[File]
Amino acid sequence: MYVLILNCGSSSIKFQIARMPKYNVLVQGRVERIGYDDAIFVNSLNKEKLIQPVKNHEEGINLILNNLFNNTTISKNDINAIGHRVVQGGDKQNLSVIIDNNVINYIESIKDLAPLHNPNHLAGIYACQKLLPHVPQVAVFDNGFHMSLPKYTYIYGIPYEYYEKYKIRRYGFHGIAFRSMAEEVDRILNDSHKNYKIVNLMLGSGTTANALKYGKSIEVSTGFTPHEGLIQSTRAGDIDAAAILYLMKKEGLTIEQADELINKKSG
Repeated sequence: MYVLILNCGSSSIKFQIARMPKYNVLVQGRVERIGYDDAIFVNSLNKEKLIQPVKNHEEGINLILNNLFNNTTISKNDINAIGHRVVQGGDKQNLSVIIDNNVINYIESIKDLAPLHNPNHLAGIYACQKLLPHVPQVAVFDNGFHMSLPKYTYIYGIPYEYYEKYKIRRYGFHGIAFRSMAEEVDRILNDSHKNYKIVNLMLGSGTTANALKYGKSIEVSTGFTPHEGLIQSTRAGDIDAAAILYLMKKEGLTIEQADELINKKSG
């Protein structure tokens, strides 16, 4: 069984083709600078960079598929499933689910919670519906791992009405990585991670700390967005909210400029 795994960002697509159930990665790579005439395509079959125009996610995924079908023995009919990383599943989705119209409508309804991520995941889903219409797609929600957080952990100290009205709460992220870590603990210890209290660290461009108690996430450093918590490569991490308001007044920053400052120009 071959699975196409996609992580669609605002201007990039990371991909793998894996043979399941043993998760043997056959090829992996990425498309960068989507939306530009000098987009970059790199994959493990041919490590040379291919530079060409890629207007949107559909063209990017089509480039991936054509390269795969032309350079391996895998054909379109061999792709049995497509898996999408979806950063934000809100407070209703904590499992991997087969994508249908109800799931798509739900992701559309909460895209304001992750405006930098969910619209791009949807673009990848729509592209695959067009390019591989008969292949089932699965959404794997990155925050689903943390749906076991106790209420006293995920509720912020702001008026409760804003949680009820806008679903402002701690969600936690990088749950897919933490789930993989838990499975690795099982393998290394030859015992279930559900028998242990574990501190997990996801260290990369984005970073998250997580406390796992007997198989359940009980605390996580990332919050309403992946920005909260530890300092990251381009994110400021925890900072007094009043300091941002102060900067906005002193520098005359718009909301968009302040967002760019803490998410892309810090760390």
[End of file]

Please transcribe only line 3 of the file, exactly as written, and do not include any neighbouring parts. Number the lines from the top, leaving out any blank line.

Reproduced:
């Protein structure tokens, strides 16, 4: 069984083709600078960079598929499933689910919670519906791992009405990585991670700390967005909210400029 795994960002697509159930990665790579005439395509079959125009996610995924079908023995009919990383599943989705119209409508309804991520995941889903219409797609929600957080952990100290009205709460992220870590603990210890209290660290461009108690996430450093918590490569991490308001007044920053400052120009 071959699975196409996609992580669609605002201007990039990371991909793998894996043979399941043993998760043997056959090829992996990425498309960068989507939306530009000098987009970059790199994959493990041919490590040379291919530079060409890629207007949107559909063209990017089509480039991936054509390269795969032309350079391996895998054909379109061999792709049995497509898996999408979806950063934000809100407070209703904590499992991997087969994508249908109800799931798509739900992701559309909460895209304001992750405006930098969910619209791009949807673009990848729509592209695959067009390019591989008969292949089932699965959404794997990155925050689903943390749906076991106790209420006293995920509720912020702001008026409760804003949680009820806008679903402002701690969600936690990088749950897919933490789930993989838990499975690795099982393998290394030859015992279930559900028998242990574990501190997990996801260290990369984005970073998250997580406390796992007997198989359940009980605390996580990332919050309403992946920005909260530890300092990251381009994110400021925890900072007094009043300091941002102060900067906005002193520098005359718009909301968009302040967002760019803490998410892309810090760390």